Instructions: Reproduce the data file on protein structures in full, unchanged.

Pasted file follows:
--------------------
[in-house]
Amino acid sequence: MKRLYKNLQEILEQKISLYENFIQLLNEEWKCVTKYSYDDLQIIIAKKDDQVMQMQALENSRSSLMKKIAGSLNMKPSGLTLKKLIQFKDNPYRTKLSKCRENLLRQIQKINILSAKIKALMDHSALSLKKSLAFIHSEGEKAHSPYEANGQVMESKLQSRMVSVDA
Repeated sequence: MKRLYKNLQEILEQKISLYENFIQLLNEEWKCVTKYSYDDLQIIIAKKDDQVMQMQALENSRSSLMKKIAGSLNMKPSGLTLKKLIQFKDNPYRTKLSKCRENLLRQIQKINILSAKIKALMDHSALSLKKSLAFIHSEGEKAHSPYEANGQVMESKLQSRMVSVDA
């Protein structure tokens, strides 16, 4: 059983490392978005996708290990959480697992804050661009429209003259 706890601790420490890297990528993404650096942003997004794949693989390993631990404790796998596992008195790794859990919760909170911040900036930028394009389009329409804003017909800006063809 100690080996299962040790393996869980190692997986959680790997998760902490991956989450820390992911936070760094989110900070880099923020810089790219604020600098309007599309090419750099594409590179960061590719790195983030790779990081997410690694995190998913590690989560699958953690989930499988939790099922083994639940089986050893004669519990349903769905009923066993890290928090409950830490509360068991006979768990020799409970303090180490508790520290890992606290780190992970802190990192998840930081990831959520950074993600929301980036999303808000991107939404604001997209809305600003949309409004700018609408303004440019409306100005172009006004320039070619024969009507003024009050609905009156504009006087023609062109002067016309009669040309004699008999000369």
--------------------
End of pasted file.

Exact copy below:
[in-house]
Amino acid sequence: MKRLYKNLQEILEQKISLYENFIQLLNEEWKCVTKYSYDDLQIIIAKKDDQVMQMQALENSRSSLMKKIAGSLNMKPSGLTLKKLIQFKDNPYRTKLSKCRENLLRQIQKINILSAKIKALMDHSALSLKKSLAFIHSEGEKAHSPYEANGQVMESKLQSRMVSVDA
Repeated sequence: MKRLYKNLQEILEQKISLYENFIQLLNEEWKCVTKYSYDDLQIIIAKKDDQVMQMQALENSRSSLMKKIAGSLNMKPSGLTLKKLIQFKDNPYRTKLSKCRENLLRQIQKINILSAKIKALMDHSALSLKKSLAFIHSEGEKAHSPYEANGQVMESKLQSRMVSVDA
């Protein structure tokens, strides 16, 4: 059983490392978005996708290990959480697992804050661009429209003259 706890601790420490890297990528993404650096942003997004794949693989390993631990404790796998596992008195790794859990919760909170911040900036930028394009389009329409804003017909800006063809 100690080996299962040790393996869980190692997986959680790997998760902490991956989450820390992911936070760094989110900070880099923020810089790219604020600098309007599309090419750099594409590179960061590719790195983030790779990081997410690694995190998913590690989560699958953690989930499988939790099922083994639940089986050893004669519990349903769905009923066993890290928090409950830490509360068991006979768990020799409970303090180490508790520290890992606290780190992970802190990192998840930081990831959520950074993600929301980036999303808000991107939404604001997209809305600003949309409004700018609408303004440019409306100005172009006004320039070619024969009507003024009050609905009156504009006087023609062109002067016309009669040309004699008999000369």